Posted Tuesday, Oct. 09, 2012
By Tim Johnson
MEXICO CITY — Mexico’s navy said Tuesday that the fingerprints of a man killed in a firefight over the weekend match those of the founder of Los Zetas, Mexico’s most brutal crime syndicate, in what would be a paramount blow against organized crime in this country.
Both the fingerprints and photos of the corpse appear to be those of Heriberto Lazcano Lazcano, a 37-year-old former special forces commando who turned Los Zetas into Mexico’s most feared cartel, a naval statement said.
The hope for certainty about the identification, however, was undercut when heavily armed men burst into a funeral home in Coahuila state, where the shootout occurred, and took the body along with that of another man killed in the firefight.
President Felipe Calderon remained silent about the identity, which if it turns out to be that of Lazcano would mark his government’s greatest achievement against the crime groups that have turned swaths of Mexico into killing fields, staining the legacy of Calderon’s six-year term, which ends Dec. 1.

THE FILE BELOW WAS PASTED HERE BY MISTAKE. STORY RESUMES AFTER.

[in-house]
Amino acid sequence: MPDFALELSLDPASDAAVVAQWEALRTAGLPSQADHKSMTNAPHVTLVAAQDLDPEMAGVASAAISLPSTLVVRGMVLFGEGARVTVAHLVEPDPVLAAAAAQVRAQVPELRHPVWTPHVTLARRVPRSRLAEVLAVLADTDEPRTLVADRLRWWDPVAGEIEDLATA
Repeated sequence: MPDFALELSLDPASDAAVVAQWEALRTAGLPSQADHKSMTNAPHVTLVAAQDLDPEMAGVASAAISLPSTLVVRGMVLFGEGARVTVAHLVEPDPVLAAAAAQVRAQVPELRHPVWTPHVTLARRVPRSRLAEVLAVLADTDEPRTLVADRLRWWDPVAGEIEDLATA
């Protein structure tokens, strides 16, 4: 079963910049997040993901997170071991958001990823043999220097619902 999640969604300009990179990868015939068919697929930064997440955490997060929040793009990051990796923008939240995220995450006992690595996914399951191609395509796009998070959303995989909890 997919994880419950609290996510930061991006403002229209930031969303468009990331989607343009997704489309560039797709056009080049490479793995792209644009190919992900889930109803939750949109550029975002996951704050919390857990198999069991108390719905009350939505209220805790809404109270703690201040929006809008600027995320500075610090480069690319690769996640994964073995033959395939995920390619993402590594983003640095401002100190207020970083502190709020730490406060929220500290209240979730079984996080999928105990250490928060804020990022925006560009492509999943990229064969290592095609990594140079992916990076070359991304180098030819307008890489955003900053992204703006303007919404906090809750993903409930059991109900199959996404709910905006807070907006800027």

The navy issued two photos of the dead man thought to be the Zetas chief.
“The analysis of the photos of the slain criminal attached to this communique show that the physical traits match those of Heriberto Lazcano Lazcano,” it said.
It added that prints of the thumb, index and middle fingers of the right hand of the corpse also match those on record for Lazcano.
News of the apparent killing of the leader of Los Zetas first filtered late Monday. A naval statement then cited “strong indications” that Lazcano was killed Sunday in a firefight in Progreso, a town of some 3,000 about a two-hour drive from the Texas border.
Passengers in a vehicle in Progreso tossed grenades at a naval patrol around 1:30 p.m. Sunday, triggering a chase, the naval statement said. In the subsequent firefight, two passengers were shot to death, it said.
The bodies “were put at the disposition of local authorities,” it added.
Coahuila state attorney general Homero Ramos said the bodies were in the Garcia funeral home in Sabinas, a larger town west of the border city of Nuevo Laredo, when a commando group of “masked and heavily armed” gangsters entered and carried the bodies off.
Ramos identified the second man as Manuel Alberto Rodriguez, a 44-year-old native of Sabinas.
The Milenio television network said photos of the corpse thought to belong to Lazcano were being shown to jailed Zetas commanders to provide further proof of identity.
If proven that Lazcano was killed, it would mark a watershed in Mexico’s fight against organized crime, a signal that the state can overcome what is widely seen as the most powerful, brutal and swaggering of narcotics and underworld groups.